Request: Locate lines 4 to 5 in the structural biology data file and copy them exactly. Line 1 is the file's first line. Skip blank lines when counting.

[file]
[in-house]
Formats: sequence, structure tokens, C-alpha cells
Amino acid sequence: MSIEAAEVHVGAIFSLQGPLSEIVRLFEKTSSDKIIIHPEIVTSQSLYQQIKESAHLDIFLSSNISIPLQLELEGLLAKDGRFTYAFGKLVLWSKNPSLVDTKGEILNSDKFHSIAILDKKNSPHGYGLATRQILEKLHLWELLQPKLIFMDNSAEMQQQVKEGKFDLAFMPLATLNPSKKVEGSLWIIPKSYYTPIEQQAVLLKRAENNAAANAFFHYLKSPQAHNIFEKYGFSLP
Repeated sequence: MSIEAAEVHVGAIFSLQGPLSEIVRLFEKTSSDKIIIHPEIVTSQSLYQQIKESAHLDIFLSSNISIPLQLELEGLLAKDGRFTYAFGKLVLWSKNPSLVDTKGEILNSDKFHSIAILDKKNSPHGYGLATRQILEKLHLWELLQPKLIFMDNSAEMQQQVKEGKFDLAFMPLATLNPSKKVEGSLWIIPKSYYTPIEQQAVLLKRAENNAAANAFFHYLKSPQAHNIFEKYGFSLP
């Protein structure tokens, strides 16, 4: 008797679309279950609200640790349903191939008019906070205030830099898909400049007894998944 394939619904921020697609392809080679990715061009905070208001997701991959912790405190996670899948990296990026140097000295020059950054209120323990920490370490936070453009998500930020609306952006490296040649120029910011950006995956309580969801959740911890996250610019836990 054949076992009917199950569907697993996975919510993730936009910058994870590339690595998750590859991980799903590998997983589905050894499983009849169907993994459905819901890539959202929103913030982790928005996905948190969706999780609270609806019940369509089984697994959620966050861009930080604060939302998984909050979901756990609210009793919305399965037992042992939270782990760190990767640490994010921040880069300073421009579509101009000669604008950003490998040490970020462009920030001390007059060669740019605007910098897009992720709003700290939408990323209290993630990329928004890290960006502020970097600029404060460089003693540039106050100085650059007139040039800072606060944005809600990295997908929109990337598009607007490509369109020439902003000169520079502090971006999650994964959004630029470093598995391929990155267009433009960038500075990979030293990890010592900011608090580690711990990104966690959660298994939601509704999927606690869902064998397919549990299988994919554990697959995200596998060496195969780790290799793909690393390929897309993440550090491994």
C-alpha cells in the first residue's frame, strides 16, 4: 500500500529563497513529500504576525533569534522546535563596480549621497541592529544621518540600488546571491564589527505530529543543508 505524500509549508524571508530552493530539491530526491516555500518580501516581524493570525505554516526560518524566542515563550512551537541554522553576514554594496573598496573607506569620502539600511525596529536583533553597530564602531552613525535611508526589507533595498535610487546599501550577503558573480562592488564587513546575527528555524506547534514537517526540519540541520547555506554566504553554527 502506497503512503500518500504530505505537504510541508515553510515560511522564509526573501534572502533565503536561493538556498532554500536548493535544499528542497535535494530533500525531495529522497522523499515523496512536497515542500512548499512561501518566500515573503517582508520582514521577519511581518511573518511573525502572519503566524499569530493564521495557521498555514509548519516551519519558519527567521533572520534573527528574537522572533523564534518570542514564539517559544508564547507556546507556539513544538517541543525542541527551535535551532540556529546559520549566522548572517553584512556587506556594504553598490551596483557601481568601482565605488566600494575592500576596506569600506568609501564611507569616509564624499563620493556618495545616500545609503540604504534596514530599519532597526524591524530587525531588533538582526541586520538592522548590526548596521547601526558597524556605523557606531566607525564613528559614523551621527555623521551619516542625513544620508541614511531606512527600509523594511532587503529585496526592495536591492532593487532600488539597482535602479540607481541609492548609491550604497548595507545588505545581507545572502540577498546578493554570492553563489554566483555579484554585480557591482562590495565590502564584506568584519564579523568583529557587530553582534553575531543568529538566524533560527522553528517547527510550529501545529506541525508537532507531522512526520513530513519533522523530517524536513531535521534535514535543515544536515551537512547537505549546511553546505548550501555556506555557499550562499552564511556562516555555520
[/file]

Repeated sequence: MSIEAAEVHVGAIFSLQGPLSEIVRLFEKTSSDKIIIHPEIVTSQSLYQQIKESAHLDIFLSSNISIPLQLELEGLLAKDGRFTYAFGKLVLWSKNPSLVDTKGEILNSDKFHSIAILDKKNSPHGYGLATRQILEKLHLWELLQPKLIFMDNSAEMQQQVKEGKFDLAFMPLATLNPSKKVEGSLWIIPKSYYTPIEQQAVLLKRAENNAAANAFFHYLKSPQAHNIFEKYGFSLP
């Protein structure tokens, strides 16, 4: 008797679309279950609200640790349903191939008019906070205030830099898909400049007894998944 394939619904921020697609392809080679990715061009905070208001997701991959912790405190996670899948990296990026140097000295020059950054209120323990920490370490936070453009998500930020609306952006490296040649120029910011950006995956309580969801959740911890996250610019836990 054949076992009917199950569907697993996975919510993730936009910058994870590339690595998750590859991980799903590998997983589905050894499983009849169907993994459905819901890539959202929103913030982790928005996905948190969706999780609270609806019940369509089984697994959620966050861009930080604060939302998984909050979901756990609210009793919305399965037992042992939270782990760190990767640490994010921040880069300073421009579509101009000669604008950003490998040490970020462009920030001390007059060669740019605007910098897009992720709003700290939408990323209290993630990329928004890290960006502020970097600029404060460089003693540039106050100085650059007139040039800072606060944005809600990295997908929109990337598009607007490509369109020439902003000169520079502090971006999650994964959004630029470093598995391929990155267009433009960038500075990979030293990890010592900011608090580690711990990104966690959660298994939601509704999927606690869902064998397919549990299988994919554990697959995200596998060496195969780790290799793909690393390929897309993440550090491994």